'..........Those English decisions are authorities for the proposition that 'rent' included not only what is ordinarily described as rent in an agreement between a landlord and a tenant but also payment in respect of special amenities provided by the landlord under the agreement between him and his tenant. The term 'rent' has not been defined in the Act. Hence it must be taken to have been used in its ordinary dictionary meaning. If, as already indicated, the term 'rent' is comprehensive enough to include all payments agreed by the tenant to be paid to his landlord for the use and occupation not only of the building and its appurtenances but also of furnishing, electric installations and other amenities agreed between the parties to be provided by and at the cost of the landlord, the conclusion is irresistible that all that is included in the term 'rent' is within the purview of the Act..........'
Certain other observations made in the judgment of the Supreme Court seem to suggest that if a consolidated amount is payable under the terms of tenancy for the use and occupation of the premises as well as for other amenities annexed to those premises including such amenities as electric installations, then alone the said amount can be treated as rent. For example it has been mentioned as follows :
'It will appear from the terms of the contract between the and the tenant in each case, particularly from Clause (1) of agreement quoted hereinbefore that the landlord has not agreed to supply electric and other installations but also electric power and other services for which no separate payment been stipulated. It has not been denied,---as a matter of Counsel for the tenants-respondents clearly admitted---that the rent fixed in each case included payment for those amenities and services, though the amounts in respect of that have not been separately shown in the agreement. The rent fixed was a consolidated sum for all those amenities and services as is clearly stated in para 1 of the agreement......'.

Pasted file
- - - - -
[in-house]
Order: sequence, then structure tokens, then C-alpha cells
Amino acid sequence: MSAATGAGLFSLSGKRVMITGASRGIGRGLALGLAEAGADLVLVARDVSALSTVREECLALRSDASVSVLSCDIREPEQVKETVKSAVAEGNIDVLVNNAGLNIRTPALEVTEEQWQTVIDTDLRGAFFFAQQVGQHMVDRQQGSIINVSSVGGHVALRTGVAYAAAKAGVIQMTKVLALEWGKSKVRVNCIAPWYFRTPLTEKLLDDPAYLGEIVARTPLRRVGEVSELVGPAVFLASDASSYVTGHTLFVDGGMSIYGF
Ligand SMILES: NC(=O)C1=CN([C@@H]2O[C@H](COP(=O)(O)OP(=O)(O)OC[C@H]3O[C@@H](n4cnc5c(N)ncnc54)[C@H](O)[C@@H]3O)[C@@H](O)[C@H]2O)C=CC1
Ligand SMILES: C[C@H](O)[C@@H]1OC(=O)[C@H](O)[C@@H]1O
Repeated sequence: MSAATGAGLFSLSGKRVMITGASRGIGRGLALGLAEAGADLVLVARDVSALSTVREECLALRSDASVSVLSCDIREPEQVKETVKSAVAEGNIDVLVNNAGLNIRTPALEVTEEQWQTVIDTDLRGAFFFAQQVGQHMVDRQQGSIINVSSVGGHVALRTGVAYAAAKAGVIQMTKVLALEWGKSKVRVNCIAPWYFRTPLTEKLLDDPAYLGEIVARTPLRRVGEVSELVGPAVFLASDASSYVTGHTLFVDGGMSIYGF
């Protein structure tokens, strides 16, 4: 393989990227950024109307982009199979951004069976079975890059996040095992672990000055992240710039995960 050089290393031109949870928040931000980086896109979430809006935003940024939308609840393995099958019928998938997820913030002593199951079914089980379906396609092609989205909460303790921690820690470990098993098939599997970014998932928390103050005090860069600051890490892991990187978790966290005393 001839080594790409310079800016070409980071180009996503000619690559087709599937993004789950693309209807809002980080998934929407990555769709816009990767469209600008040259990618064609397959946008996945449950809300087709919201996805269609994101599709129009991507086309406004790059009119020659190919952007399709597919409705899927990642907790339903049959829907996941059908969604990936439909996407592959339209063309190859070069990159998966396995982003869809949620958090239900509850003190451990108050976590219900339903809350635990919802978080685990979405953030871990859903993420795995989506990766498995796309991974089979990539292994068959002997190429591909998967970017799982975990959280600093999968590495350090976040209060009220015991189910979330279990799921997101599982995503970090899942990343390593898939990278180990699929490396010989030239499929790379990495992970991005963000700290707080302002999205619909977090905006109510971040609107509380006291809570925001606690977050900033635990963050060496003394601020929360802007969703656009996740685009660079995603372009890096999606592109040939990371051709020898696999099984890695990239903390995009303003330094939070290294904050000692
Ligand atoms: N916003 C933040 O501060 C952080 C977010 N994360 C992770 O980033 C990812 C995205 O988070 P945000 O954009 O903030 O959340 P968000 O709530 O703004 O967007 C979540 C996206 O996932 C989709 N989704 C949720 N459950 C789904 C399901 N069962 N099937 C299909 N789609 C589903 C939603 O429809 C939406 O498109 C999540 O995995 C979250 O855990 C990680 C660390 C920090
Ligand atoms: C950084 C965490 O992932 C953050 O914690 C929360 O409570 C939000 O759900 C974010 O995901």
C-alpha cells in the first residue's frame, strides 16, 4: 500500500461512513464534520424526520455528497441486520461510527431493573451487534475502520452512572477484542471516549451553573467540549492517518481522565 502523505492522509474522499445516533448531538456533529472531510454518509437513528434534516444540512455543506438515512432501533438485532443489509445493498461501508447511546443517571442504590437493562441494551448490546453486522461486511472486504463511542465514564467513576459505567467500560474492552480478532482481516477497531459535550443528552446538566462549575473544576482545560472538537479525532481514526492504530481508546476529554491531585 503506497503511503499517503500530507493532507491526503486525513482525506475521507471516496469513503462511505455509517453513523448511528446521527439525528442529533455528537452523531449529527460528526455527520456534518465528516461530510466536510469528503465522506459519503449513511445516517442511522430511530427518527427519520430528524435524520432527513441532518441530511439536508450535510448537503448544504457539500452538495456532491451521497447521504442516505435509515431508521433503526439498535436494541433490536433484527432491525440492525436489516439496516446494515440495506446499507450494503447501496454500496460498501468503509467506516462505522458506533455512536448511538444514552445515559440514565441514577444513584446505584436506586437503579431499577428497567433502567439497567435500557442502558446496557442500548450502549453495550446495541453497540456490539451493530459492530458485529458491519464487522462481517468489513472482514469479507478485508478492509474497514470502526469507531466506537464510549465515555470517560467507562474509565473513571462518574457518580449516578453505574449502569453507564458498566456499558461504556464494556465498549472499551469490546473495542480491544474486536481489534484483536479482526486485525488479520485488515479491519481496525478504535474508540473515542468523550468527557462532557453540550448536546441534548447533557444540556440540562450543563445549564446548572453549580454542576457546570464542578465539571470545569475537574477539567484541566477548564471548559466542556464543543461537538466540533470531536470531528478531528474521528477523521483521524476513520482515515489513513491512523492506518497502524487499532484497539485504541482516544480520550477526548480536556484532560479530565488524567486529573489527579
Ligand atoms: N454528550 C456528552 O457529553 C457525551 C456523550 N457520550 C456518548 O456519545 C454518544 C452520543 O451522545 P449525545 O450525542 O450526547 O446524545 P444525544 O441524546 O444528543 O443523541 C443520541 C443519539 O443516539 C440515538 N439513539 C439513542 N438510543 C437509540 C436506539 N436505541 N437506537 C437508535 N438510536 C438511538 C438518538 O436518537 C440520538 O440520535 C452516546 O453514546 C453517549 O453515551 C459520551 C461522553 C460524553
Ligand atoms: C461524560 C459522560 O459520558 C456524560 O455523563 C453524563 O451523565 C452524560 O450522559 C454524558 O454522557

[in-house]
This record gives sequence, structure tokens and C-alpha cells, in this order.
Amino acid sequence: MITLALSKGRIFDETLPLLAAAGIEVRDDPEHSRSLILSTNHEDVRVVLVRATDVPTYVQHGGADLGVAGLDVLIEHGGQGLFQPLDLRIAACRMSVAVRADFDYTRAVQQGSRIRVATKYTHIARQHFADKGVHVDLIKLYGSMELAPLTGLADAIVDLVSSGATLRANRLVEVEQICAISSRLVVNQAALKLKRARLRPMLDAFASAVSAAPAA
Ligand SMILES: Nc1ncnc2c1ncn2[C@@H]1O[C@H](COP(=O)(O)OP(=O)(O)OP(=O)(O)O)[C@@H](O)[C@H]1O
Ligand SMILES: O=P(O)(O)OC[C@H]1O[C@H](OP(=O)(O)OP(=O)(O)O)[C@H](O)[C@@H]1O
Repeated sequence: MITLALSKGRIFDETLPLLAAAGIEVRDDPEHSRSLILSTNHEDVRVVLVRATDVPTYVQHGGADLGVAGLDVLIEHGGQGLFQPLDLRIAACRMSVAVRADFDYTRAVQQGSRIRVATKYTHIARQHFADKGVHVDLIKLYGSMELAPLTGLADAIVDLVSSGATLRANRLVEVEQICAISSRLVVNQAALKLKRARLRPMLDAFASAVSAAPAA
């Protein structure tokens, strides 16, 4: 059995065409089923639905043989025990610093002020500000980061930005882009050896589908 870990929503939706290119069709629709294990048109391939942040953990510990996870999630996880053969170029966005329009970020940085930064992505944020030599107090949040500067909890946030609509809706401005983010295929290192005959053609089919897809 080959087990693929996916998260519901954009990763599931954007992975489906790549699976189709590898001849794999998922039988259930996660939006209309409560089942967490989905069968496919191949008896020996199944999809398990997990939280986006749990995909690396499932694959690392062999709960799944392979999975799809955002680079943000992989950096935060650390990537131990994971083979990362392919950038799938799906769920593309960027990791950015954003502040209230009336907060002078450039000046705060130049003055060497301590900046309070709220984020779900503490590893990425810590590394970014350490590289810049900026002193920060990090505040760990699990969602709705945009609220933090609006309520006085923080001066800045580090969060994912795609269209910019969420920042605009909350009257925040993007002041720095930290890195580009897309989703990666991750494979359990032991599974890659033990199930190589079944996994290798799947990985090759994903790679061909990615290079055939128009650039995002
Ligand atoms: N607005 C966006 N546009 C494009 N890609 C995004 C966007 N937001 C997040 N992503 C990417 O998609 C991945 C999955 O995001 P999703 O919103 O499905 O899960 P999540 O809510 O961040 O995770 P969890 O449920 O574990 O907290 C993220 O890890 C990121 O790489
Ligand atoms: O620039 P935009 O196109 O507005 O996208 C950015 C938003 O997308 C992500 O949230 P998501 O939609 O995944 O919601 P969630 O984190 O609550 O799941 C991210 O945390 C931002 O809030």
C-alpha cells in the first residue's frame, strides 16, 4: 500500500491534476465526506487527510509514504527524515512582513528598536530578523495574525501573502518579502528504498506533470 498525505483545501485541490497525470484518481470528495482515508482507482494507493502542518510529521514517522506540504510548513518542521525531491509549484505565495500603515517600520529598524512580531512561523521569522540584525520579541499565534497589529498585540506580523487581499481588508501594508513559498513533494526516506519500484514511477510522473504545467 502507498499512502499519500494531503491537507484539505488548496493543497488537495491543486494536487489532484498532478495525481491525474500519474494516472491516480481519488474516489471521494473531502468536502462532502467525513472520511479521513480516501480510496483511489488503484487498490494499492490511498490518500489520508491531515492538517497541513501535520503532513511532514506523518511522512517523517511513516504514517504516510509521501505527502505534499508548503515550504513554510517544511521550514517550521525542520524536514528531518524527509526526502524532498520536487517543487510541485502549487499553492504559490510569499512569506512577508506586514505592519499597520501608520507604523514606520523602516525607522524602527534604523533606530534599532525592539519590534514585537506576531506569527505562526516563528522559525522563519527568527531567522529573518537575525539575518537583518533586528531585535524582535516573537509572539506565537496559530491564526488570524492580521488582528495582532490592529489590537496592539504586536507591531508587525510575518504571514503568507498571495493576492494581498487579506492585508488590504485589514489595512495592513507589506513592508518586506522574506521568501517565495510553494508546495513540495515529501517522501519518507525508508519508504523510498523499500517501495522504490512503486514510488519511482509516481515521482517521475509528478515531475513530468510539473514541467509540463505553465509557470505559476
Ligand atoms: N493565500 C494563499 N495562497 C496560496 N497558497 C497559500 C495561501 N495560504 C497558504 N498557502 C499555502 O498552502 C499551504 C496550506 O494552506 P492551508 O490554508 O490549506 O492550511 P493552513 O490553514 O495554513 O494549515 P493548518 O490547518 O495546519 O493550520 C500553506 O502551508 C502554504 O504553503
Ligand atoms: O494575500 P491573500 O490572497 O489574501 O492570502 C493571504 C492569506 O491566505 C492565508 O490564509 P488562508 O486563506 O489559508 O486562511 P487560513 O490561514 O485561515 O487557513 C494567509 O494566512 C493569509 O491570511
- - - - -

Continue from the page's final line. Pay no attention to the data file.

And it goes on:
If it had been held by the Supreme Court that the amount separately fixed under the agreement of lease for the amenities provided as distinct from premises leased would also constitute rent, then it would have been mentioned as it had been mentioned in Chhotelal v. Kewal Krishan Mehta, : 3SCR855 :
'As we have mentioned earlier, the High Court followed the decision of the same Court in the earlier case of (Hari Ram Jaggi) 1966(68) Pun.L.R. 431 (supra). The High Court failed to notice that, in that case there was a fixed amount payable every month as electric charges. We do not consider it necessary to express any opinion whether, in such a case, the electric charges could not form part of the rent......'.
I refrain from expressing any final opinion on the question because I find on the facts of this case that the agreement to pay Rs. 2 per month towards electricity charges was entered into subsequently and did not form part of agreement of letting of the premises. Thus the amount payable towards electricity charges was not rent in this case.
9. It would, however, be not inappropriate to briefly refer to the law laid down in Chhotelal's case referred to above. The facts of that case disclose that the tenant had agreed to pay certain amount as monthly rent for the premises and had by the same agreement agreed to pay electricity charges separately. The Supreme Court found as follows :---
'......On the fact of it, where the electric charges are not fixed and can only be ascertained at the end of each month, after the electricity consumed is known, while the rent is payable in advance, it is clear that the electric charges cannot be held to form part of the rent......'
The charges paid for the consumption of electricity separately cannot in my opinion be rent because rent must be paid for the enjoyment of the premises. 'Premises' as defined under the Bombay Rent Act includes any fittings affixed to the building that is leased but not the consumption of electricity. However, if a consolidated payment is required to be made under the agreement of lease by the tenant to the landlord not only for the premises but also for other furniture and fixtures, then that consolidated payment must amount to rent as held in Karnani's case.